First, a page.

“We ran a small study in the United Kingdom a few years ago to look specifically at rebound headaches to see if they used TMS along with their medications we could demonstrate a reduction in the amount of medication use and in fact we could,” he said. “I think it's a real opportunity for people in desperate need for something to treat their headache and those who know it's probably not a good idea to take more medication—but they have the pain today."

8 Big Medtech Controversies of 2017

<p>AngioDynamics got fed up with competitor C.R. Bard's sales practices this year. In May, the Albany, NY-based company <a href="https://www.mddionline.com/angiodynamics-right-pick-fight-bard">sued Bard </a>for allegedly violating federal antitrust laws by tying the sale of its tip confirmation system to its own line of peripherally inserted central catheters (PICCs).</p><p>This puts AngioDynamics at a competitive disadvantage, the company said, because customers who want to buy Bard's tip location system must also buy Bard's PICCs. AngioDynamics sells the BioFlo PICCs. Tip location systems are designed to aid clinicians in the bedside placement of a PICC.</p>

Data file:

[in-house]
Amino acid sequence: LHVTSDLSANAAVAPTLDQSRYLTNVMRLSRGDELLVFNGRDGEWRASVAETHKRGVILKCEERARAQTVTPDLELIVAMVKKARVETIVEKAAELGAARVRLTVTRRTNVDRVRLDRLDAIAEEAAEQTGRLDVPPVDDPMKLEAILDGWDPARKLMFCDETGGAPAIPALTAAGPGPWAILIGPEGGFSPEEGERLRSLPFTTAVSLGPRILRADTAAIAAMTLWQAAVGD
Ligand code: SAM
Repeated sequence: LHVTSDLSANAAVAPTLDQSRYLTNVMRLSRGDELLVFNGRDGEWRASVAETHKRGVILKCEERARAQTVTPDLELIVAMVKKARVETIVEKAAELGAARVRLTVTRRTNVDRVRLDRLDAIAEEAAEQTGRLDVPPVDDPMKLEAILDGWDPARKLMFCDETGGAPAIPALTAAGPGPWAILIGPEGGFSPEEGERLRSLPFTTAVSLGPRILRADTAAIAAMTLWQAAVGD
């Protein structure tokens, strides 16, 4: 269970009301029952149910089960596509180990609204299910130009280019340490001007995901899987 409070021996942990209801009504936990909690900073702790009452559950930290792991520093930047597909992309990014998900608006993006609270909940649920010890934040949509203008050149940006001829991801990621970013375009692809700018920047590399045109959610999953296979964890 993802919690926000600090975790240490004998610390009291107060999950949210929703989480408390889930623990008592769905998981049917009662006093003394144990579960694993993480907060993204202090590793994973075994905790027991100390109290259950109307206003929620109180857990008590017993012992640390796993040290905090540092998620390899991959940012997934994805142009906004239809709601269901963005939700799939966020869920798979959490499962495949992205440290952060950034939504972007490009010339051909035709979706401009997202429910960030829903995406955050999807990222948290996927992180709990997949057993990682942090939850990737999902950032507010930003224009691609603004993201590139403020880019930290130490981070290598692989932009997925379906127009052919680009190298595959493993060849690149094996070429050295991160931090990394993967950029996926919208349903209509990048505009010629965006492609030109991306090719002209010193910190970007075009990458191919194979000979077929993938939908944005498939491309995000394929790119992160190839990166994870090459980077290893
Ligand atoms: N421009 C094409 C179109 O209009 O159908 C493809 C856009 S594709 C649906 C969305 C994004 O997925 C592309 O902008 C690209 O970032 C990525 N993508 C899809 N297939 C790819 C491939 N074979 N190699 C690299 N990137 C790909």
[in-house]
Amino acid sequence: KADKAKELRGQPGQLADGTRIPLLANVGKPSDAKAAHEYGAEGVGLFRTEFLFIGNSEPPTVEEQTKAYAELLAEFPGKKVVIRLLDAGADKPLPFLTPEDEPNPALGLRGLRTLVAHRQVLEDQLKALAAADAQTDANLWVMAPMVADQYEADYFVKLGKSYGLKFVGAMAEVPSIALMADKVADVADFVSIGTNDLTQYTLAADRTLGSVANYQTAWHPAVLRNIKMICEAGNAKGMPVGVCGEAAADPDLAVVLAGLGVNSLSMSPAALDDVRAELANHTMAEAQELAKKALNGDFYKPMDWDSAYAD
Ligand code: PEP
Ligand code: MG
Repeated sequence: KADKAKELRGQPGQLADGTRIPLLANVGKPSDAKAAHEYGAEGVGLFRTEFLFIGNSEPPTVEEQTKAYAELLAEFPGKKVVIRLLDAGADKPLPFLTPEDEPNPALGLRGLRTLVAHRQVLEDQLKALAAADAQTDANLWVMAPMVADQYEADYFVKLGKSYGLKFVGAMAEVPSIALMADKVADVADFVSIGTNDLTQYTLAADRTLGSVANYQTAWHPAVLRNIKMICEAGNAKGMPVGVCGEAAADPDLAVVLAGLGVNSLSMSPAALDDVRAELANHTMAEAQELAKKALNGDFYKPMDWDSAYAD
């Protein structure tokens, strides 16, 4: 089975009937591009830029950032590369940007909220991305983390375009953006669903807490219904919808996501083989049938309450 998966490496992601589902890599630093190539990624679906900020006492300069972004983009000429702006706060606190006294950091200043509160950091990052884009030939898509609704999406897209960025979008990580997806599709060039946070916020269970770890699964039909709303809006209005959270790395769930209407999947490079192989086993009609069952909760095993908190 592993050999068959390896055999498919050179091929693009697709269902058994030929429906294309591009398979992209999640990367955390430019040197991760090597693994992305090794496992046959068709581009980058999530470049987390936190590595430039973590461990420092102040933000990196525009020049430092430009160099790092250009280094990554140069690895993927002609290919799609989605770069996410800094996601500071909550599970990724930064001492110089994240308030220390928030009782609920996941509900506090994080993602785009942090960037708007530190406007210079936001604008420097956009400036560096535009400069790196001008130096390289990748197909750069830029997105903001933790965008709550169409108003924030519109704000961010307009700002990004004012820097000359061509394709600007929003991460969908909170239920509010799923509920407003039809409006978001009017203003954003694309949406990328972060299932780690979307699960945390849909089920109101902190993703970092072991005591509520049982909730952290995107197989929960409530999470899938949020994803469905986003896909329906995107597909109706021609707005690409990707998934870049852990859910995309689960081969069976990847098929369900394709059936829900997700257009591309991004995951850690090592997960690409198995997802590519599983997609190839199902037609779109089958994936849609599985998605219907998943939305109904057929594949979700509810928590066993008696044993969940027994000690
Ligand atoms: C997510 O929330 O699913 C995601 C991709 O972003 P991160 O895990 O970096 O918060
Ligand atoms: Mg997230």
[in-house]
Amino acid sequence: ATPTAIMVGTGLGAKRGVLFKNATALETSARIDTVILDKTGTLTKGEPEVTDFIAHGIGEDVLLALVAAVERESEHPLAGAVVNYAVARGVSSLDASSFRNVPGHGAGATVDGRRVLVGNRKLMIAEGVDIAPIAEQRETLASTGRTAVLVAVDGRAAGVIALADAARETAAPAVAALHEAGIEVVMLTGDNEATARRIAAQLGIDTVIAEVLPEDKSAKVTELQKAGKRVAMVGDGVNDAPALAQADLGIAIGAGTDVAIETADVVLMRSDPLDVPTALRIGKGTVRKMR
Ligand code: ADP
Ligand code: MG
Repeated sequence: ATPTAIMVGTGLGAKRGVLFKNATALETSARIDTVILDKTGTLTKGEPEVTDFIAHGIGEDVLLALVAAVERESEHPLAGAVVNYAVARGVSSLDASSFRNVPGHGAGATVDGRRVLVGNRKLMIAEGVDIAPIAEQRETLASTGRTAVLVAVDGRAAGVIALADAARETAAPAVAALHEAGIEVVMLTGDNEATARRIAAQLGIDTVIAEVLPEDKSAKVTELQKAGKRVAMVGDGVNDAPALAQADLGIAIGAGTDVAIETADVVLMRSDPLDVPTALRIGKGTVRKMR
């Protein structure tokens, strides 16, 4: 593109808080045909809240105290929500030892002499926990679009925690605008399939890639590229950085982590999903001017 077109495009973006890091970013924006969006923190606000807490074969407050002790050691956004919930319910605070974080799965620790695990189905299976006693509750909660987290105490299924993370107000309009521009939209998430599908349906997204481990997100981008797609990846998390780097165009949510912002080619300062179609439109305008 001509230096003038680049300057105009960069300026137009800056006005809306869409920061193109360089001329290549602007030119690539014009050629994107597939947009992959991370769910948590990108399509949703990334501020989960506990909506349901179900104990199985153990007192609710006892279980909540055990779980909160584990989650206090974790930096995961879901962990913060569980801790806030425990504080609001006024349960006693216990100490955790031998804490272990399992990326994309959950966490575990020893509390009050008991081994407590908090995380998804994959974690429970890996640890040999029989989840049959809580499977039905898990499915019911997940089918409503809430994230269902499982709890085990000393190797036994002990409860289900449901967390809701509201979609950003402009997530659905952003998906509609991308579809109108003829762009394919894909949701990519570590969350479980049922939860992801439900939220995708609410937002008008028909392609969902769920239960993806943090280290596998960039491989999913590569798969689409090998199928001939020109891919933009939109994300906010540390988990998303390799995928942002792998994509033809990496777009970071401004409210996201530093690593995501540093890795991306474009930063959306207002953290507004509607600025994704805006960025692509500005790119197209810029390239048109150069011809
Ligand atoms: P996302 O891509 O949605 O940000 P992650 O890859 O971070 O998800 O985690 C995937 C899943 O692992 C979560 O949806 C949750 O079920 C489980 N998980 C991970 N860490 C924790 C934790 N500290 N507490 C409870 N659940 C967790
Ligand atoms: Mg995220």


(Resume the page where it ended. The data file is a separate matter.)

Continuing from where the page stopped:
BD Clears Final Regulatory Hurdle for Bard Deal

Pixabay BD Clears Final Regulatory Hurdle for Bard Deal

Becton, Dickinson and Company (BD) said Thursday that its pending acquisition of C.R. Bard has been cleared by the Ministry of Commerce of the People's Republic of China (MOFCOM). Franklin Lakes, NJ-based BD now plans to close the deal Friday, so long as the MOFCOM also approves Merit Medical as the buyer for its soft tissue core needle biopsy product line divestiture.